It has been suggested that welding fume (WF) exposure increases lung cancer risk in welders. Epidemiology studies have failed to conclude that WF alone causes lung cancer and animal studies are lacking. We examined the course of inflammation, damage, and repair in the lungs of A/J mice, a lung tumor susceptible strain, caused by stainless steel WF. Mice were exposed by pharyngeal aspiration to 40 mg/kg of WF, silica, or saline. Bronchoalveolar lavage (BAL) was performed 24 hours, 1 and 16 weeks to assess lung injury and inflammation and histopathology was done 1, 8, 16, 24, and 48 weeks postexposure. Both exposures increased inflammatory cells, lactate dehydrogenase and albumin at 24 hr and 1 week. At 16 weeks, these parameters remained elevated in silica-exposed but not WF-exposed mice. Histopathologic evaluation at 1 week indicated that WF induced bronchiolar epithelial hyperplasia with associated cellular atypia, alveolar bronchiolo-alveolar hyperplasia (BAH) in peribronchiolar alveoli, and peribronchiolar lymphogranulomatous inflammation. Persistent changes included foci of histiocytic inflammation, fibrosis, atypical bronchiolar epithelial cells, and bronchiolar BAH. The principle changes in silica-exposed mice were histiocytic and suppurative inflammation, fibrosis, and alveolar BAH. Our findings that WF causes persistent bronchiolar and peribronchiolar epithelial changes, suggest a need for studies of bronchiolar changes after WF exposure.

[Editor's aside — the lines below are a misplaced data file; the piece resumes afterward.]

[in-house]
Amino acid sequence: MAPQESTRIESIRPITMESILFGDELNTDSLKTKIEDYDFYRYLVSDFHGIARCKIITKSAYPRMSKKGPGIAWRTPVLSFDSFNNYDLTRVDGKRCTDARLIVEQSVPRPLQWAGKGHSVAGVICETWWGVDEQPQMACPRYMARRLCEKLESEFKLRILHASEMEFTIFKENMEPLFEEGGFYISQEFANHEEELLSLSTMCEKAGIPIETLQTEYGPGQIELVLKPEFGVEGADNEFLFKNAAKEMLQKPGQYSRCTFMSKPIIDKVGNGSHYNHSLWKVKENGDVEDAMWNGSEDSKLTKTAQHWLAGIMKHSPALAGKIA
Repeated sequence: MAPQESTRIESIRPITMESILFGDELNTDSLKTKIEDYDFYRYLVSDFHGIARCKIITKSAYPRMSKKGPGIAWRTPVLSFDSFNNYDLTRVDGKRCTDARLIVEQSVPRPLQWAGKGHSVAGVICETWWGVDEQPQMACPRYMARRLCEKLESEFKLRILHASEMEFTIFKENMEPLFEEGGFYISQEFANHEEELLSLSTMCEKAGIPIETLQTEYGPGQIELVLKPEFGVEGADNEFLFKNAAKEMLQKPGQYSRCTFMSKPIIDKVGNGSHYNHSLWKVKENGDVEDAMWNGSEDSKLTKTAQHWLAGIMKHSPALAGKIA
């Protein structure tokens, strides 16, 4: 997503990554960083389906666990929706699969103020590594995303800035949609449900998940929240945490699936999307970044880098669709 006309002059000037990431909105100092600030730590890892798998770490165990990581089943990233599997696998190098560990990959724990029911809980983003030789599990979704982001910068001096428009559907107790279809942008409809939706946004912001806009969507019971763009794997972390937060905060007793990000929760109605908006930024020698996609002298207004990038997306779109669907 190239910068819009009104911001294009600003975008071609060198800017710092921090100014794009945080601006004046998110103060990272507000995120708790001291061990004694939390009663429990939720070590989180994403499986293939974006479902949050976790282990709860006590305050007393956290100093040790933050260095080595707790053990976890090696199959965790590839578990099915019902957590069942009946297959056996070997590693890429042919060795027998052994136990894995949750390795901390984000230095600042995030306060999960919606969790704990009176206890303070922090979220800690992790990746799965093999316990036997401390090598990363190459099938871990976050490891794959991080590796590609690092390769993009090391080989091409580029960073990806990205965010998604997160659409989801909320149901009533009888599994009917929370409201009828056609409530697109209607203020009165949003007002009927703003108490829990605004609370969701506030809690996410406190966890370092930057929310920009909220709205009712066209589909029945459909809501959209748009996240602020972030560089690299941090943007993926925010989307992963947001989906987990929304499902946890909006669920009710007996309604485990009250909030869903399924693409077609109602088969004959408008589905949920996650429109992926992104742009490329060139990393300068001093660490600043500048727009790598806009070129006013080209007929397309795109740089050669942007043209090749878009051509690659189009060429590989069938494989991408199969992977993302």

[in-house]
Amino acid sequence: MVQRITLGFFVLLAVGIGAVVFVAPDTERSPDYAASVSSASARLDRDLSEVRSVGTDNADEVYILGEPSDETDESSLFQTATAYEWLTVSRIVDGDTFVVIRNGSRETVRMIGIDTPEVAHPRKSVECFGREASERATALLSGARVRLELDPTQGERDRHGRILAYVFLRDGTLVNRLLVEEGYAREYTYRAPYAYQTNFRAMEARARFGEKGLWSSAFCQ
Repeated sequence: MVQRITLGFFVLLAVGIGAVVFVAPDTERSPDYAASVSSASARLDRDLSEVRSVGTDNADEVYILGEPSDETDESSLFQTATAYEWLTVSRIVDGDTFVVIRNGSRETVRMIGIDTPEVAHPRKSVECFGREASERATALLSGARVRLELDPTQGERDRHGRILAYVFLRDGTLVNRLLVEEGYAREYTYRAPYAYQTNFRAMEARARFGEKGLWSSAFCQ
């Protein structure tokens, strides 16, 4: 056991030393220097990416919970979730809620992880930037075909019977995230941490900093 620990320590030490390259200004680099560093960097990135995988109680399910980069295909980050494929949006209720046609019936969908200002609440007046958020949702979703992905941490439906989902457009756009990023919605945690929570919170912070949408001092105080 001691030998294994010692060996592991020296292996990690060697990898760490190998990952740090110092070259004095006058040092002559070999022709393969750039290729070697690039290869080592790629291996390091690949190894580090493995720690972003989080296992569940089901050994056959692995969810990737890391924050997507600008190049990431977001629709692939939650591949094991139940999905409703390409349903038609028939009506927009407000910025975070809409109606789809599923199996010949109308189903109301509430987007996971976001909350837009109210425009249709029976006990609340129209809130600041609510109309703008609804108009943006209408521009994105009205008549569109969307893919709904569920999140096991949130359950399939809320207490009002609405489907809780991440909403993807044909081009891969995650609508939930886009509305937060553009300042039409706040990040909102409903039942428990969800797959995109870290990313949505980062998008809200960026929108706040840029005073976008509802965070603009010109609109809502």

Welding; Welding-industry; Occupational-exposure; Laboratory-animals; Animals; Animal-studies; Fumes; Fumigants; Welders; Welders-lung; Lung-disorders; Lung-cancer; Occupational-exposure; Occupational-hazards; Occupational-health; Occupational-diseases; Pulmonary-system-disorders; Epidemiology; Exposure-levels; Exposure-assessment; Silica-dusts; Silicates